Actions for Animals

 
Wildlife and our last remaining wild places are being destroyed because of human action or inaction and because of our own short –term greed.

Peter Fearnhead, CEO, African Parks Network, South Africa

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» Listings for July 2020

  1.  World Ranger Day was created by the International Ranger Federation and its official charity – the Thin Green Line Foundation who are based in Australia.

    The Foundation’s needs are absolutely focused on supporting the Rangers’ needs, the emphasis being on supporting rangers in low-income countries and areas where there are conflict:

    1. Train the trainer
    2. Equip anti-poaching ranger patrol teams
    3. Financial lifelines to families of rangers who have died
    4. Critical funding to frontline projects e.g. Kenya, Malawi, South Africa, Costa Rica, Ecuador, Israel, Uganda, Sumatra, Thailand, Mexico, Brazil, Solomon Islands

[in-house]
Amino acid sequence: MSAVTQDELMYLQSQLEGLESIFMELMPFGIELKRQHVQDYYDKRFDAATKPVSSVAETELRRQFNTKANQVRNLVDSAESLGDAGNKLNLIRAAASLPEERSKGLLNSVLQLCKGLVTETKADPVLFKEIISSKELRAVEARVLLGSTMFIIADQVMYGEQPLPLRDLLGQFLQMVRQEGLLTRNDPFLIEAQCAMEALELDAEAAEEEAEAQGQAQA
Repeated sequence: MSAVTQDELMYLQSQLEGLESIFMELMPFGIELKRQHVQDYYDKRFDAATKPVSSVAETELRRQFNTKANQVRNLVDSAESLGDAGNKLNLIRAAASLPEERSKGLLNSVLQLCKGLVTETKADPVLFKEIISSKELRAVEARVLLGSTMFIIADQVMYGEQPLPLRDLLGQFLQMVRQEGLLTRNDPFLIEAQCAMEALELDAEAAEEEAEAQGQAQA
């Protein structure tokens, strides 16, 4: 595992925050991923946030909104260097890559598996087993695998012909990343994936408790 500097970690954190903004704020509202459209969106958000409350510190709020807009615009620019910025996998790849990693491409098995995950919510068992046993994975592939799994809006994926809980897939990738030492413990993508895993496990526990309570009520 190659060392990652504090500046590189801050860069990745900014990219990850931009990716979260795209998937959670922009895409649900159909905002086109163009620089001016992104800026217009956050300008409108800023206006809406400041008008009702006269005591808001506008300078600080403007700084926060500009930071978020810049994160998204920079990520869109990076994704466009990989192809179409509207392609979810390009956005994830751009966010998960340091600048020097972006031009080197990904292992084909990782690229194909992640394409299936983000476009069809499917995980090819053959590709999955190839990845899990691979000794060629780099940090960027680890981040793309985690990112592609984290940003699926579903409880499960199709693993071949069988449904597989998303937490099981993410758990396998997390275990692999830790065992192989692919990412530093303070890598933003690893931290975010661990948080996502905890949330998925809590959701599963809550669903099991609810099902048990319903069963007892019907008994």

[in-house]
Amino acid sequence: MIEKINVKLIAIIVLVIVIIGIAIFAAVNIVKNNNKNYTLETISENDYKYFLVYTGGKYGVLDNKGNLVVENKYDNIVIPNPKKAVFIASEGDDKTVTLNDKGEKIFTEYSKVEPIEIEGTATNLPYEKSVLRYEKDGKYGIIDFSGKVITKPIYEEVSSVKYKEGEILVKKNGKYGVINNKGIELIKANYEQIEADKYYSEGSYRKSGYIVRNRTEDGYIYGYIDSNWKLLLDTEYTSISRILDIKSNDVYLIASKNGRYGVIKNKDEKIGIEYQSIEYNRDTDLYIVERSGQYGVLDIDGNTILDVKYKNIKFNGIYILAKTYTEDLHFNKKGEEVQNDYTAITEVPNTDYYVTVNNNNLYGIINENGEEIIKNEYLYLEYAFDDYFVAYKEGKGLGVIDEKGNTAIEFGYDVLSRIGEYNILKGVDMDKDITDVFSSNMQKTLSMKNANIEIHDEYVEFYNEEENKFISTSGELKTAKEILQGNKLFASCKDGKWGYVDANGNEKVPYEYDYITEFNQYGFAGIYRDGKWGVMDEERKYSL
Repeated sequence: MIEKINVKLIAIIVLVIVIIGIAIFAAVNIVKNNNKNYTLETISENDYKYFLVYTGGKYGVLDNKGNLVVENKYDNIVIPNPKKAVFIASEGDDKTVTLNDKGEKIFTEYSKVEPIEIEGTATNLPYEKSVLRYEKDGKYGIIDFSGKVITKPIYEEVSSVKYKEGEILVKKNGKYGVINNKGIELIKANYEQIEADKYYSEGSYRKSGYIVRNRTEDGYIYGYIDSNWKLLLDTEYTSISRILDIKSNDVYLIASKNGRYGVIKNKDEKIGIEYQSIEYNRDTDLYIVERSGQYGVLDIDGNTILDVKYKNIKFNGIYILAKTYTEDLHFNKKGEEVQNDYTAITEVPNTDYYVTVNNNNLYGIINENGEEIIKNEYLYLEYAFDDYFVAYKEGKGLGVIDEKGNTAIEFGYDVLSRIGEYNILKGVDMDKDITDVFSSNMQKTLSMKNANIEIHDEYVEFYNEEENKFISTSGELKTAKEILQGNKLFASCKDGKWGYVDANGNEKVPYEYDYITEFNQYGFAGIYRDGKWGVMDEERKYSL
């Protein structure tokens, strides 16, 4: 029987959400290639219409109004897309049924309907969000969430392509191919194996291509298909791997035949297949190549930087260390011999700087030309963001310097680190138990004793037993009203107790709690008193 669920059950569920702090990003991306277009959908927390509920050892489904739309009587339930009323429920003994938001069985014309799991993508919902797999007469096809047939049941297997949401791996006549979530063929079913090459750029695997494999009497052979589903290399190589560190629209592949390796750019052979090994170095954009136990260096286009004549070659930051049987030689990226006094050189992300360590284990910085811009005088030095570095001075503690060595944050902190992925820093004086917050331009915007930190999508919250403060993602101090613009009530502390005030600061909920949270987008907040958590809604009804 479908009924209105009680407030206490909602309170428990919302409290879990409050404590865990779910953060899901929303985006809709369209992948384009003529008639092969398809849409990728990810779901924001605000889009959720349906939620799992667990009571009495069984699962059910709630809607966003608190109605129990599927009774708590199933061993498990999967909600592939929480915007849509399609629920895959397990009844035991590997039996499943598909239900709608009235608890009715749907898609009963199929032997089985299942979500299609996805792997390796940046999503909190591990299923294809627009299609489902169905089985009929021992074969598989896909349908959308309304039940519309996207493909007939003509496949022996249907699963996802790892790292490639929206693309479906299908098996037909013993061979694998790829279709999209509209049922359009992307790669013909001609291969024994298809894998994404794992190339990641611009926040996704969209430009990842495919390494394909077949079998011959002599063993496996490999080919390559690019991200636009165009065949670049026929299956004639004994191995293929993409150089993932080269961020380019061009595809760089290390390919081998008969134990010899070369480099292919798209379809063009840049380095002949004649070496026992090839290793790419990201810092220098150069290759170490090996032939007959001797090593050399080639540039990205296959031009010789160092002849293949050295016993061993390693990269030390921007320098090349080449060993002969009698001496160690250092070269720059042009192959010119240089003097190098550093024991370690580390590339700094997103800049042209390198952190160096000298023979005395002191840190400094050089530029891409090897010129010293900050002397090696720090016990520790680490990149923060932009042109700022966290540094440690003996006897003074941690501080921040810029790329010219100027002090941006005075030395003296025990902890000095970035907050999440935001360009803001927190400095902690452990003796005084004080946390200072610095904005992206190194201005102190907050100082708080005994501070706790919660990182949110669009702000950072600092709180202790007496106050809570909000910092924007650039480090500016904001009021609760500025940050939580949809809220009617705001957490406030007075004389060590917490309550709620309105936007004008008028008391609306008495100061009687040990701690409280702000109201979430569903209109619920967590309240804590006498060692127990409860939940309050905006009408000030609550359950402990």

Rangers fulfil all sorts of duties including removing snares set to trap wildlife, monitoring wildlife, doing drone surveys, engaging the community and promoting alternative forms of livelihood.  They have training in fighting fires too. 

    As the dangers facing them increase and criminal gangs and syndicates become more aggressive and better armed, rangers really are putting themselves in danger so it’s vital to ensure that they go out on patrol with the right equipment and training and back-up – and the knowledge that they are supported.



    World Ranger Day (31 July every year) is all about taking a moment to reflect on the courage of wildlife rangers and the sacrifice they make or are prepared to make to protect wildlife on the front line.

    3 things to do on World Ranger Day.

    1. Post on social media using #WorldRangerDay #StandWithRangers #NaturesProtectors 
    2. Show support by adding the “I stand with Rangers” frame to your Facebook and Twitter profile pictures – these are available from the Thin Green Line’s website.